The best way to film the destruction wrought by Typhoon Haiyan in Tacloban, the Philippines, said Lewis Whyld, a British photographer, was from the air. But Whyld did not want to beg for a ride on a military helicopter, taking the space of much-needed aid. So he launched a drone. In addition to providing shots that showed the scale of the damage, broadcast by CNN recently, his drone discovered two bodies that were later recovered, he said.
“The newspaper was for still images,” said Whyld, who builds his own drones, “but the Internet is for this.”
Whyld and CNN are not alone in exploring the potential of drones. The Associated Press and News Corp. have used them to show the scale of large disasters. Sophisticated nature documentaries use them to get intimate shots of wildlife. News Corp. uses drones to film sporting events in Australia. Paparazzi use them to chase celebrities in Europe and they are increasingly being used for civilian purposes.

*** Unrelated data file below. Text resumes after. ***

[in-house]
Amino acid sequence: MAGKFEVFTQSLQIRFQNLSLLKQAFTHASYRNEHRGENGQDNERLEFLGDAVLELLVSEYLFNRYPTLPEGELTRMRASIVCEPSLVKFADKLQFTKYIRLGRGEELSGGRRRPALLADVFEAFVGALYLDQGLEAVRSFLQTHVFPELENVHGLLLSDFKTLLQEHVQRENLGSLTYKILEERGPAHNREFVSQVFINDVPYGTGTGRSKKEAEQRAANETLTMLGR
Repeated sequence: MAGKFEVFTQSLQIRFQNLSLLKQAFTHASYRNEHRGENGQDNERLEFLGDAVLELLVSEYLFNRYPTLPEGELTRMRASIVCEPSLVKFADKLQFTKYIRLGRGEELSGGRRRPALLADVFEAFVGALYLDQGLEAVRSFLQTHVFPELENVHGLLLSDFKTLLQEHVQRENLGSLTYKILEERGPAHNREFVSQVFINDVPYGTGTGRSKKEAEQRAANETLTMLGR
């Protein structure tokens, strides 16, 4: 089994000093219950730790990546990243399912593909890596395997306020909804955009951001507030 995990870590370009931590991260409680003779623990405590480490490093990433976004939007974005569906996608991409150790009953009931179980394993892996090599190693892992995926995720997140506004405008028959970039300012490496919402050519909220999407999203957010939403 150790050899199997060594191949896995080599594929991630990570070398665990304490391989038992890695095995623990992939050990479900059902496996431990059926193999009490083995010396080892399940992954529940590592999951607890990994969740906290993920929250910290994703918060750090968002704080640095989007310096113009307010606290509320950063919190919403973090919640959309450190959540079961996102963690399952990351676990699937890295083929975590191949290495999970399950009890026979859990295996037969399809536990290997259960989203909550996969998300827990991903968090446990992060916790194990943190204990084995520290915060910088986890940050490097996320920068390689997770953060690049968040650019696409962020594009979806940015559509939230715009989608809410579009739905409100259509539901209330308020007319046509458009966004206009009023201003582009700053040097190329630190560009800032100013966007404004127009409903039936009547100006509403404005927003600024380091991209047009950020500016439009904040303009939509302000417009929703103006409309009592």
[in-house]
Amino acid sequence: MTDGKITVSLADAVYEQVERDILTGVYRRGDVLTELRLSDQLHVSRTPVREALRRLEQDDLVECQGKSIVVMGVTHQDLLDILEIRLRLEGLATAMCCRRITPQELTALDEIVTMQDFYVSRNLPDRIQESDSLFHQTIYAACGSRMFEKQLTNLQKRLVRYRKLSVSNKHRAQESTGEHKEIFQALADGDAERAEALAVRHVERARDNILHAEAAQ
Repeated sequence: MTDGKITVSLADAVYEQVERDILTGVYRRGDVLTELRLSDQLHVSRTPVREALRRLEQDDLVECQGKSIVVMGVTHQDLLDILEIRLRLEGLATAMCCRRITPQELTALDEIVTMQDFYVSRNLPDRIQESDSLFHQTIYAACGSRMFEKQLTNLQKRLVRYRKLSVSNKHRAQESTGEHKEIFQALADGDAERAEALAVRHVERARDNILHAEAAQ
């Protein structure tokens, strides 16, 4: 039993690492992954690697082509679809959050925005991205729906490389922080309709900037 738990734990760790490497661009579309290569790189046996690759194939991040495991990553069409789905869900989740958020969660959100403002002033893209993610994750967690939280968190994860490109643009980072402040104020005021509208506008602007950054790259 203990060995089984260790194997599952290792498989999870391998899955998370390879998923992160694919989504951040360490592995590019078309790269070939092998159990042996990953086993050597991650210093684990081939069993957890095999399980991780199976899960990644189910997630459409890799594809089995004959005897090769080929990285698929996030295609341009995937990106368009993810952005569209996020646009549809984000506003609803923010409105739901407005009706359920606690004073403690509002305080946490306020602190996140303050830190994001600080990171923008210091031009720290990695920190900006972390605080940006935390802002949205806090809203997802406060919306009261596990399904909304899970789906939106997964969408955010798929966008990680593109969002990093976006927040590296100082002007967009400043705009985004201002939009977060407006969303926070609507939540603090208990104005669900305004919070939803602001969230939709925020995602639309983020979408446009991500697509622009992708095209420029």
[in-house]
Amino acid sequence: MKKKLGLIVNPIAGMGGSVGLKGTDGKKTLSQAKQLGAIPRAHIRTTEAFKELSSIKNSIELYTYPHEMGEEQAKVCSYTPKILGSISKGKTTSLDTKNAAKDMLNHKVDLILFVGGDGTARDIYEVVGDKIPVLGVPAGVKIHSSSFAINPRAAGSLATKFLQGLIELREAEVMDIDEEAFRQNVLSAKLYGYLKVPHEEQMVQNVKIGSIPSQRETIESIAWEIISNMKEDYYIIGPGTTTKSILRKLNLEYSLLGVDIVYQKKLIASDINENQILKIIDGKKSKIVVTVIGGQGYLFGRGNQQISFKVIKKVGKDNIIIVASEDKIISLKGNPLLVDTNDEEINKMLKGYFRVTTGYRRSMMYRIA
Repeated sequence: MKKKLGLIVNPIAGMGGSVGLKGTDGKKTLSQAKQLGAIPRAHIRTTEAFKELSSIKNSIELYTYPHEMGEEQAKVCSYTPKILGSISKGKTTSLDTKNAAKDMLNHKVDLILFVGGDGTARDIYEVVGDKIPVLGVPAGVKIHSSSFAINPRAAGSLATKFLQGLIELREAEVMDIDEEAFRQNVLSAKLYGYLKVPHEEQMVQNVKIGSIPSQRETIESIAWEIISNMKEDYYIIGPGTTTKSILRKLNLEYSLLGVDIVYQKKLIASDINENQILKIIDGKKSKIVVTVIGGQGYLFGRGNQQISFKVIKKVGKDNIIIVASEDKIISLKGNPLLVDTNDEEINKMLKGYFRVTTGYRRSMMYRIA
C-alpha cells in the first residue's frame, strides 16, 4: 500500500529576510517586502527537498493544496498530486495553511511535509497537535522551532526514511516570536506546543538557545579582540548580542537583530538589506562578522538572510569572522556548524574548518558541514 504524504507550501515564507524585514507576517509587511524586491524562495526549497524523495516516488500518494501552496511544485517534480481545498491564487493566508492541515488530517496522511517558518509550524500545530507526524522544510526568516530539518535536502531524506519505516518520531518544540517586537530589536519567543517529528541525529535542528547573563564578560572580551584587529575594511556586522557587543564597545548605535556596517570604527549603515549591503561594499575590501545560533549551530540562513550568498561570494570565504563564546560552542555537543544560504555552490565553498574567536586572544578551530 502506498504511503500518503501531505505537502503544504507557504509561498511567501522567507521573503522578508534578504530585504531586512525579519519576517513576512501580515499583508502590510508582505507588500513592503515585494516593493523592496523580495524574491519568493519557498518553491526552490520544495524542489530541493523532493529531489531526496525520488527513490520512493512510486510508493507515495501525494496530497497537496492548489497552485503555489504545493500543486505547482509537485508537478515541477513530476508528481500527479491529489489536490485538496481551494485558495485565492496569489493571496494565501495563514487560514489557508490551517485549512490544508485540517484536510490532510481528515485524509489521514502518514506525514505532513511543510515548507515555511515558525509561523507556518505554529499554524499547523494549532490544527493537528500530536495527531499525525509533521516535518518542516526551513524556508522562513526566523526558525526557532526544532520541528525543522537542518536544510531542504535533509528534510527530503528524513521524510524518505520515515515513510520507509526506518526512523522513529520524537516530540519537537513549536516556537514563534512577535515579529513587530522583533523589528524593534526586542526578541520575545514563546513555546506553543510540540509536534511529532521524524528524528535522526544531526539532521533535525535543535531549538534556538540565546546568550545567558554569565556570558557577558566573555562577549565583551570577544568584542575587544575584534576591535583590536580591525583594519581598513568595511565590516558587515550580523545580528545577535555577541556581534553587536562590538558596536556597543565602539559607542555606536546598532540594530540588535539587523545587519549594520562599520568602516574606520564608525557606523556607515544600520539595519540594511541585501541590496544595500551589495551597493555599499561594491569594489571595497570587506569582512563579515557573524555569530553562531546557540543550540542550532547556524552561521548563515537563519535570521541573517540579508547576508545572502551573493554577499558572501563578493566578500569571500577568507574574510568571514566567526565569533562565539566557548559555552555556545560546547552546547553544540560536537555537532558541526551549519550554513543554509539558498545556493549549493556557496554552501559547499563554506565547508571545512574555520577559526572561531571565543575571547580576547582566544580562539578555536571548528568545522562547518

The machines have proved most valuable in providing film footage or photography of things that are difficult to reach, like wildlife and geographic formations. In the future, they may include sensors that can help with environmental coverage, for instance, by providing air quality readings.
“What drones give you is anywhere, anytime access to the sky,” said Chris Anderson, a former editor of Wired magazine who runs a drone company. “That perspective is something a journalist just wouldn’t have unless he waited for officials, or hired a plane.”